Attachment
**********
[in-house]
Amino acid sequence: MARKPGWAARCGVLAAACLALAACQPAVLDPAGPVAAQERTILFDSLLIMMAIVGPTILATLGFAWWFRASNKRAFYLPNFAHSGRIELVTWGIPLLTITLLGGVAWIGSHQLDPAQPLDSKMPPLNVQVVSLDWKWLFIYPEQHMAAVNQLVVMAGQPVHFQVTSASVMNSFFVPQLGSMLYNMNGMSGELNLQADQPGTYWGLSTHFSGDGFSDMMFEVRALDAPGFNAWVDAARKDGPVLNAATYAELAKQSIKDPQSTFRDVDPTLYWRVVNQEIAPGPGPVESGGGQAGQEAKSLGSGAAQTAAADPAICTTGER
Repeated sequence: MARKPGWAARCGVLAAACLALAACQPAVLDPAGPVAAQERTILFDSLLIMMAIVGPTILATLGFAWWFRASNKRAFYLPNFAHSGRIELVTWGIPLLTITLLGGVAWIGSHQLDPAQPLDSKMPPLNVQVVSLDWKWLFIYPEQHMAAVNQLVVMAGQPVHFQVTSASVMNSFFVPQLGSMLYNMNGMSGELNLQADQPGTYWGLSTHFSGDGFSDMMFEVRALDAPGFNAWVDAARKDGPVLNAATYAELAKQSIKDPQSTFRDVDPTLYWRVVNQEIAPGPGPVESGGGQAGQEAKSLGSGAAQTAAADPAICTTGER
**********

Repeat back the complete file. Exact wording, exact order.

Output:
[in-house]
Amino acid sequence: MARKPGWAARCGVLAAACLALAACQPAVLDPAGPVAAQERTILFDSLLIMMAIVGPTILATLGFAWWFRASNKRAFYLPNFAHSGRIELVTWGIPLLTITLLGGVAWIGSHQLDPAQPLDSKMPPLNVQVVSLDWKWLFIYPEQHMAAVNQLVVMAGQPVHFQVTSASVMNSFFVPQLGSMLYNMNGMSGELNLQADQPGTYWGLSTHFSGDGFSDMMFEVRALDAPGFNAWVDAARKDGPVLNAATYAELAKQSIKDPQSTFRDVDPTLYWRVVNQEIAPGPGPVESGGGQAGQEAKSLGSGAAQTAAADPAICTTGER
Repeated sequence: MARKPGWAARCGVLAAACLALAACQPAVLDPAGPVAAQERTILFDSLLIMMAIVGPTILATLGFAWWFRASNKRAFYLPNFAHSGRIELVTWGIPLLTITLLGGVAWIGSHQLDPAQPLDSKMPPLNVQVVSLDWKWLFIYPEQHMAAVNQLVVMAGQPVHFQVTSASVMNSFFVPQLGSMLYNMNGMSGELNLQADQPGTYWGLSTHFSGDGFSDMMFEVRALDAPGFNAWVDAARKDGPVLNAATYAELAKQSIKDPQSTFRDVDPTLYWRVVNQEIAPGPGPVESGGGQAGQEAKSLGSGAAQTAAADPAICTTGER